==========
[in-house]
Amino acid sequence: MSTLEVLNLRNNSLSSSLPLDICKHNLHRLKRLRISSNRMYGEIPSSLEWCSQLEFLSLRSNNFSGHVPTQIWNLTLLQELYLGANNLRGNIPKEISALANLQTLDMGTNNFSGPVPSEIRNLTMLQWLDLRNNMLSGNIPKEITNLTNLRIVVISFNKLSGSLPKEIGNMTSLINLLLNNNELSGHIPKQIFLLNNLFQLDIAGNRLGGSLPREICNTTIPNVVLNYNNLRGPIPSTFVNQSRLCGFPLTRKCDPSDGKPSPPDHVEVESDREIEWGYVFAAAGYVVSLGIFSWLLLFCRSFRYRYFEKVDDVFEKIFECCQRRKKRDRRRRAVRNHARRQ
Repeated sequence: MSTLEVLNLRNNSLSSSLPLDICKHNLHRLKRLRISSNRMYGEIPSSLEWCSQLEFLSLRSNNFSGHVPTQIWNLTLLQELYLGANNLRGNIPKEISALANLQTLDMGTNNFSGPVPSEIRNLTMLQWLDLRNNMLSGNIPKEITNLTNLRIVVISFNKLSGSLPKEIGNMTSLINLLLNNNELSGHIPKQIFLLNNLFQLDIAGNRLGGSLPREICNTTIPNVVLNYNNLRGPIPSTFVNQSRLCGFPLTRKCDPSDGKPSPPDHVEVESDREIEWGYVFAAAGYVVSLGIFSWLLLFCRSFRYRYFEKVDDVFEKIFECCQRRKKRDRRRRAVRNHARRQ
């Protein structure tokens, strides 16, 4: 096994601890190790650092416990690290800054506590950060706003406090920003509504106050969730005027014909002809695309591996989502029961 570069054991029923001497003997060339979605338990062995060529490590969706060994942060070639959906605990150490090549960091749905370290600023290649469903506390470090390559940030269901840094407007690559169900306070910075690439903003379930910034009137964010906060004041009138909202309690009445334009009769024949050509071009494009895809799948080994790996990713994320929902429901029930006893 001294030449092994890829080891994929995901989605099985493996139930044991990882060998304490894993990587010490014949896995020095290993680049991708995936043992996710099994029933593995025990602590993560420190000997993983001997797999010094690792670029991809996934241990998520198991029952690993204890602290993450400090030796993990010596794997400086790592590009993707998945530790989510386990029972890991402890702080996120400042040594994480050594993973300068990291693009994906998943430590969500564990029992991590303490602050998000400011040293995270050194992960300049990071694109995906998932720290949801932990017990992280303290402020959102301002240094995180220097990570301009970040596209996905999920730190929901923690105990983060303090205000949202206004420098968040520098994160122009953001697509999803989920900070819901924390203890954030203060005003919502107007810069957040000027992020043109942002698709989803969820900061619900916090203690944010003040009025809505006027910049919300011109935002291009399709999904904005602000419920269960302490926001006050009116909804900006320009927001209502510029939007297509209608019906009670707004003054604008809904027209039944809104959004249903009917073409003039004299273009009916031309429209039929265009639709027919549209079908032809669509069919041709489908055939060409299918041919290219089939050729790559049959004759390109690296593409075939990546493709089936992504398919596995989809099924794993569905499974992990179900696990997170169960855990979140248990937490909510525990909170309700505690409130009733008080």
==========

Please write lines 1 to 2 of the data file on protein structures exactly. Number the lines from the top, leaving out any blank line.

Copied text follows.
[in-house]
Amino acid sequence: MSTLEVLNLRNNSLSSSLPLDICKHNLHRLKRLRISSNRMYGEIPSSLEWCSQLEFLSLRSNNFSGHVPTQIWNLTLLQELYLGANNLRGNIPKEISALANLQTLDMGTNNFSGPVPSEIRNLTMLQWLDLRNNMLSGNIPKEITNLTNLRIVVISFNKLSGSLPKEIGNMTSLINLLLNNNELSGHIPKQIFLLNNLFQLDIAGNRLGGSLPREICNTTIPNVVLNYNNLRGPIPSTFVNQSRLCGFPLTRKCDPSDGKPSPPDHVEVESDREIEWGYVFAAAGYVVSLGIFSWLLLFCRSFRYRYFEKVDDVFEKIFECCQRRKKRDRRRRAVRNHARRQ